BOB CESARE: Mark Neill just didn't bring things to the table, Hell, he helped design and build the damn table. Mark and I were both ready and eager to be the musicians for a KIH tour. Who knew the music better than us? At that time, Dan seemed very impressed with Mark Neill's Soil of The South Studio and Liam Watson's Toe Rag Studio. He seemed to want their sound and whatever it took to make it happen. It's not as easy as is appears. Cool gear doesn't make great songs. Great songs make gear cool. Mark knew what it took to make great records and he also knew how to make it happen. He has a great ear for tone and sound. He trusts his own ear and doesn't depend on the ears of others and besides that, he's a great musician and vocalist. He can walk the walk and talk the talk with the best of them. He uses what he knows to work and knows how to work what he uses. Sure, you can buy much of the same vintage gear that Mark uses, but it still doesn't turn you into him. A great (cool, hip, retro, rare, repro, expensive, etc.) brush does not an artist make.
HEAD MEDICINE: obviously Patrick Carney is a great drummer, but i think your drumming has a more focused sound and a wider range. was it intimidating recording with Dan when he and Patrick were so closely linked, especially at such a pivotal point in the Black Keys career as they teetered on the edge of superstardom?
BOB CESARE: Patrick is unique, to say the least and I thank you for the cool compliment on my drumming. I started playing in the sixties and have had the opportunity to play with many gifted musicians, which include my Dad. I've played in all sorts of musical situations and had to learn how to adapt. Before I started working with Dan, I had all but given it up with only playing a few gigs a year only to help out some friends. My tastes in music run the gamut. I wasn't intimidated at all by either Patrick or Dan. Yeah, I think they were starting to get big, but I just don't get star struck. I feel that trait can be off-putting to some ego-heads and that's pretty sad. Yes, at one time it was The Beatles for me but nowadays, nobody comes to mind. If I meet a musician who is a good person, then all is good. The second part of that equation is the most important part to me. I would be the last person on earth to ever want to get a band to break up. Slime bags who do that and/or screw over their bandmates rate nothing more than being simply defined as carbon-based.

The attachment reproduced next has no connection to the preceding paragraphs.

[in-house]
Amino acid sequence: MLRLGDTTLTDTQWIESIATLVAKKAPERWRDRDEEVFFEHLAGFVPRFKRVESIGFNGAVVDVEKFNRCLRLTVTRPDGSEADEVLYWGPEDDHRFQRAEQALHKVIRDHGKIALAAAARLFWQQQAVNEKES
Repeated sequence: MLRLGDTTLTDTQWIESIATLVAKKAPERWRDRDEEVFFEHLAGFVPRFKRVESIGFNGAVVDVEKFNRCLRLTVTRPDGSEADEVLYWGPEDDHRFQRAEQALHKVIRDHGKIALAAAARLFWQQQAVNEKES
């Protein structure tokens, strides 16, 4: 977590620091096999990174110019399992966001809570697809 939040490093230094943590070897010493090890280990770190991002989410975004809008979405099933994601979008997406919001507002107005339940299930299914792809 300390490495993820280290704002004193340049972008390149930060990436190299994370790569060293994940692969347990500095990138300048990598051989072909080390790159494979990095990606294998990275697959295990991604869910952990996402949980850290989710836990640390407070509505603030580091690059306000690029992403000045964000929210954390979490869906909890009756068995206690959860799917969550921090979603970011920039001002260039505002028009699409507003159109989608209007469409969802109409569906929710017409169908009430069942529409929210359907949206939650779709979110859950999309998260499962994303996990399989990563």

HEAD MEDICINE: after "keep it hid," the Black Keys reconvened and released their two blockbuster, career defining albums that sonically took the band into more expansive territory. they became far more than just a bombastic blues rawk band, and i can't help but feel that alot of that found it's start on this record. are there any traits, either with the songs themselves or the production, where you can see the lingering "keep it hid" influence on the Black Keys?
BOB CESARE: As far as any lingering DNA from "Keep It Hid", perhaps you should rephrase your question, "Where don't you...?"
HEAD MEDICINE: Bob, you seemed to have a strong yet rarely discussed influence on the development of the Black Keys during their most important and transformative years, the bridge years from a raw basement blues band to arguably the biggest rock band in the world today. you are prominently thanked in the liner notes of Magic Potion as well as Attack and Release. what do you feel was your strongest contribution during these years, outside of the recording of "Keep it Hid?" i understand that you introduced Dan to Paul Hamann at Suma Studios (later where Attack and Release would be recorded)?